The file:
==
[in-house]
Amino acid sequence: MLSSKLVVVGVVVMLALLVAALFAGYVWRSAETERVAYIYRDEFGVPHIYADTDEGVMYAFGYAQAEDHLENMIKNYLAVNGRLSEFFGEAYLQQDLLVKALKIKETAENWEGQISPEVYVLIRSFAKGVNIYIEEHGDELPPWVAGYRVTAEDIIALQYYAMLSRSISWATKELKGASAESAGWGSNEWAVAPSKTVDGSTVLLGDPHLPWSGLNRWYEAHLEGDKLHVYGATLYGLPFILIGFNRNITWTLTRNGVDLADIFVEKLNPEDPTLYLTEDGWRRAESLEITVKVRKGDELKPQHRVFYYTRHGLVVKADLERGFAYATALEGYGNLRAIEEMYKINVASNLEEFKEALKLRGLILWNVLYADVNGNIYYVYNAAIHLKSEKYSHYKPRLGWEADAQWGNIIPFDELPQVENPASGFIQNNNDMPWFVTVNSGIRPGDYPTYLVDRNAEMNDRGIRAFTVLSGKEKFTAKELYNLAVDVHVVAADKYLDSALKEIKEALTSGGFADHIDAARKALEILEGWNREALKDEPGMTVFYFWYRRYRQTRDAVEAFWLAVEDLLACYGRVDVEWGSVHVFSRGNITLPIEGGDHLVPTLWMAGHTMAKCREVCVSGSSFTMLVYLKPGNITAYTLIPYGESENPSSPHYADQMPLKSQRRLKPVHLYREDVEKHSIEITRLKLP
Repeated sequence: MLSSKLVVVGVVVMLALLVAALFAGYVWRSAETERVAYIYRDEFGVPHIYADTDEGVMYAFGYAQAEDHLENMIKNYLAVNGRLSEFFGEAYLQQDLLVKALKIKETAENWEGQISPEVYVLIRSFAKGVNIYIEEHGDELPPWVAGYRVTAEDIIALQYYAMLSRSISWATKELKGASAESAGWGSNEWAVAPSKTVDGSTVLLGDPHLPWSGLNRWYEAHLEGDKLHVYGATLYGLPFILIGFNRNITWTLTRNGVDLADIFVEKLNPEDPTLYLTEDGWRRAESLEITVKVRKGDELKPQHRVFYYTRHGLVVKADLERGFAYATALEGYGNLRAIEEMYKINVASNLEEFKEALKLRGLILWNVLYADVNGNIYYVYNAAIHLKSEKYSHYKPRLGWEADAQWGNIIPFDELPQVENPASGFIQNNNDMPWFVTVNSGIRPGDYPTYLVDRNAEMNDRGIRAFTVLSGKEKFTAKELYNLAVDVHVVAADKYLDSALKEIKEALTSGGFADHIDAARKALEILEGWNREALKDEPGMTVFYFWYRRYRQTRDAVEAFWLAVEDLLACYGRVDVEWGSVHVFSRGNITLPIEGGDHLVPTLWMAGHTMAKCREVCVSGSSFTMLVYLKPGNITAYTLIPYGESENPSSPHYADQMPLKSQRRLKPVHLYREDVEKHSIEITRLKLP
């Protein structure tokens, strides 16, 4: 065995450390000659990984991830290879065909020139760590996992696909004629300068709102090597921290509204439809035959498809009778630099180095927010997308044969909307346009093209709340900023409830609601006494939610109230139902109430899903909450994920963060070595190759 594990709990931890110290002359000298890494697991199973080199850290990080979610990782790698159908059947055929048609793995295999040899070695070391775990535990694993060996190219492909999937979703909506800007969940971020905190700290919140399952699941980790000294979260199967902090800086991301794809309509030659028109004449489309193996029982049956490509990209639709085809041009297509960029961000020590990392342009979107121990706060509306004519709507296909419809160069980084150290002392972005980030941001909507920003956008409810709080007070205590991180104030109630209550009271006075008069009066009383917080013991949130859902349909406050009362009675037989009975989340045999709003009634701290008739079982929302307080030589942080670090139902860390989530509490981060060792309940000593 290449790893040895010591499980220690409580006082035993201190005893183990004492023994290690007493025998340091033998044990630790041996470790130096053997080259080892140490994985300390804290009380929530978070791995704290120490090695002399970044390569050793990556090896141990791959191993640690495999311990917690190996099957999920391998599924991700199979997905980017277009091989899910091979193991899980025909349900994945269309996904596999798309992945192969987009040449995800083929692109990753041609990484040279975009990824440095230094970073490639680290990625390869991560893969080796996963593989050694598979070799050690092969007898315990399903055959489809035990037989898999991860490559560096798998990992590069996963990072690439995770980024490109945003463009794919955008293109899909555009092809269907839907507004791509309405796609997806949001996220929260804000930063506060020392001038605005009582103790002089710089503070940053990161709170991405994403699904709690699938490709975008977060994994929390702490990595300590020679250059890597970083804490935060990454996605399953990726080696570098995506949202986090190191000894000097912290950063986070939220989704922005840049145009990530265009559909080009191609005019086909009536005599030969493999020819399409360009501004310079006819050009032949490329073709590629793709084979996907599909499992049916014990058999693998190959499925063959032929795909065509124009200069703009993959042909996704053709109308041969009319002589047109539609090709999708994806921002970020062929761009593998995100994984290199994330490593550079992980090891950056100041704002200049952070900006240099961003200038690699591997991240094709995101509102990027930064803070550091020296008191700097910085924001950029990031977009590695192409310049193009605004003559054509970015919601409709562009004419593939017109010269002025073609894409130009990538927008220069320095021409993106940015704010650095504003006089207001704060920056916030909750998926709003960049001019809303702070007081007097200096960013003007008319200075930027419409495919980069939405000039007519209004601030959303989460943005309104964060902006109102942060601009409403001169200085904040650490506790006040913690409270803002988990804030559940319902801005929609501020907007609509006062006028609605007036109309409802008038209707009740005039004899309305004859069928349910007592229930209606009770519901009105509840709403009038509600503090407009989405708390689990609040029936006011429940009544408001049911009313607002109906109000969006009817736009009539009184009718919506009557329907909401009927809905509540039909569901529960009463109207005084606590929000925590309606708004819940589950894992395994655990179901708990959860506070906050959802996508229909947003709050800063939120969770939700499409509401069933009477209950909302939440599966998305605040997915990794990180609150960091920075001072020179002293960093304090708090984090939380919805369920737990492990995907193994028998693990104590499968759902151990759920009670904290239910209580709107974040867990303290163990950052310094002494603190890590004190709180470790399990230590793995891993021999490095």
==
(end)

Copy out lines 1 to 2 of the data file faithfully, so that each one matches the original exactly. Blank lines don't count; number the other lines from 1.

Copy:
[in-house]
Amino acid sequence: MLSSKLVVVGVVVMLALLVAALFAGYVWRSAETERVAYIYRDEFGVPHIYADTDEGVMYAFGYAQAEDHLENMIKNYLAVNGRLSEFFGEAYLQQDLLVKALKIKETAENWEGQISPEVYVLIRSFAKGVNIYIEEHGDELPPWVAGYRVTAEDIIALQYYAMLSRSISWATKELKGASAESAGWGSNEWAVAPSKTVDGSTVLLGDPHLPWSGLNRWYEAHLEGDKLHVYGATLYGLPFILIGFNRNITWTLTRNGVDLADIFVEKLNPEDPTLYLTEDGWRRAESLEITVKVRKGDELKPQHRVFYYTRHGLVVKADLERGFAYATALEGYGNLRAIEEMYKINVASNLEEFKEALKLRGLILWNVLYADVNGNIYYVYNAAIHLKSEKYSHYKPRLGWEADAQWGNIIPFDELPQVENPASGFIQNNNDMPWFVTVNSGIRPGDYPTYLVDRNAEMNDRGIRAFTVLSGKEKFTAKELYNLAVDVHVVAADKYLDSALKEIKEALTSGGFADHIDAARKALEILEGWNREALKDEPGMTVFYFWYRRYRQTRDAVEAFWLAVEDLLACYGRVDVEWGSVHVFSRGNITLPIEGGDHLVPTLWMAGHTMAKCREVCVSGSSFTMLVYLKPGNITAYTLIPYGESENPSSPHYADQMPLKSQRRLKPVHLYREDVEKHSIEITRLKLP